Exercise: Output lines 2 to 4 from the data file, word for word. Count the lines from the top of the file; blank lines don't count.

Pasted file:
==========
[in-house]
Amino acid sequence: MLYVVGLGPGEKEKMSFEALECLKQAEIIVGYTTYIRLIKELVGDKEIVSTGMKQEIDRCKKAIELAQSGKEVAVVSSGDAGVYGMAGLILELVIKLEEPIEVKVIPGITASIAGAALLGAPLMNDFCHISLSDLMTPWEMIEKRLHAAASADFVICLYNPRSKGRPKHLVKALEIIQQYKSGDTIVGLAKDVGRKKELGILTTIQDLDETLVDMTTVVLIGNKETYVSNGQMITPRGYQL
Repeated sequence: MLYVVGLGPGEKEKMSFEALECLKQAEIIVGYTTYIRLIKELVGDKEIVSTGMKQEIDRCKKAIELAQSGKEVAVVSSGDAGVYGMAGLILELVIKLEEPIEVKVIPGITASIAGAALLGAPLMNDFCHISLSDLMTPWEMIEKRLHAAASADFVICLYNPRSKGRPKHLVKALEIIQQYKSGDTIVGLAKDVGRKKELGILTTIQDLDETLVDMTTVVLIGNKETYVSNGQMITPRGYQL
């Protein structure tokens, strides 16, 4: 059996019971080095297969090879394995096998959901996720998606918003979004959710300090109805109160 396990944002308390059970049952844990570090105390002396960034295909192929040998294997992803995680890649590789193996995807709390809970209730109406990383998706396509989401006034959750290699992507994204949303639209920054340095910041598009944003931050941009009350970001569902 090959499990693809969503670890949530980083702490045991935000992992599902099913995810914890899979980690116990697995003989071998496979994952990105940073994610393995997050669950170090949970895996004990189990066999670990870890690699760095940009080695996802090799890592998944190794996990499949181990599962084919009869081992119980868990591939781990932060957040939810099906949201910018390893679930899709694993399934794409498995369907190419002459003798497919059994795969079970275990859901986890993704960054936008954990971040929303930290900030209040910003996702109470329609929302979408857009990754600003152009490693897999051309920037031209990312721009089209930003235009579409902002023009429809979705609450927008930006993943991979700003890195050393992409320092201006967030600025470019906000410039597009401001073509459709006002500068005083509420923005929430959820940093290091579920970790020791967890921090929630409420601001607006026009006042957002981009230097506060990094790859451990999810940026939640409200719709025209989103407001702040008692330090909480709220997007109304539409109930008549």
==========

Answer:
Amino acid sequence: MLYVVGLGPGEKEKMSFEALECLKQAEIIVGYTTYIRLIKELVGDKEIVSTGMKQEIDRCKKAIELAQSGKEVAVVSSGDAGVYGMAGLILELVIKLEEPIEVKVIPGITASIAGAALLGAPLMNDFCHISLSDLMTPWEMIEKRLHAAASADFVICLYNPRSKGRPKHLVKALEIIQQYKSGDTIVGLAKDVGRKKELGILTTIQDLDETLVDMTTVVLIGNKETYVSNGQMITPRGYQL
Repeated sequence: MLYVVGLGPGEKEKMSFEALECLKQAEIIVGYTTYIRLIKELVGDKEIVSTGMKQEIDRCKKAIELAQSGKEVAVVSSGDAGVYGMAGLILELVIKLEEPIEVKVIPGITASIAGAALLGAPLMNDFCHISLSDLMTPWEMIEKRLHAAASADFVICLYNPRSKGRPKHLVKALEIIQQYKSGDTIVGLAKDVGRKKELGILTTIQDLDETLVDMTTVVLIGNKETYVSNGQMITPRGYQL
């Protein structure tokens, strides 16, 4: 059996019971080095297969090879394995096998959901996720998606918003979004959710300090109805109160 396990944002308390059970049952844990570090105390002396960034295909192929040998294997992803995680890649590789193996995807709390809970209730109406990383998706396509989401006034959750290699992507994204949303639209920054340095910041598009944003931050941009009350970001569902 090959499990693809969503670890949530980083702490045991935000992992599902099913995810914890899979980690116990697995003989071998496979994952990105940073994610393995997050669950170090949970895996004990189990066999670990870890690699760095940009080695996802090799890592998944190794996990499949181990599962084919009869081992119980868990591939781990932060957040939810099906949201910018390893679930899709694993399934794409498995369907190419002459003798497919059994795969079970275990859901986890993704960054936008954990971040929303930290900030209040910003996702109470329609929302979408857009990754600003152009490693897999051309920037031209990312721009089209930003235009579409902002023009429809979705609450927008930006993943991979700003890195050393992409320092201006967030600025470019906000410039597009401001073509459709006002500068005083509420923005929430959820940093290091579920970790020791967890921090929630409420601001607006026009006042957002981009230097506060990094790859451990999810940026939640409200719709025209989103407001702040008692330090909480709220997007109304539409109930008549």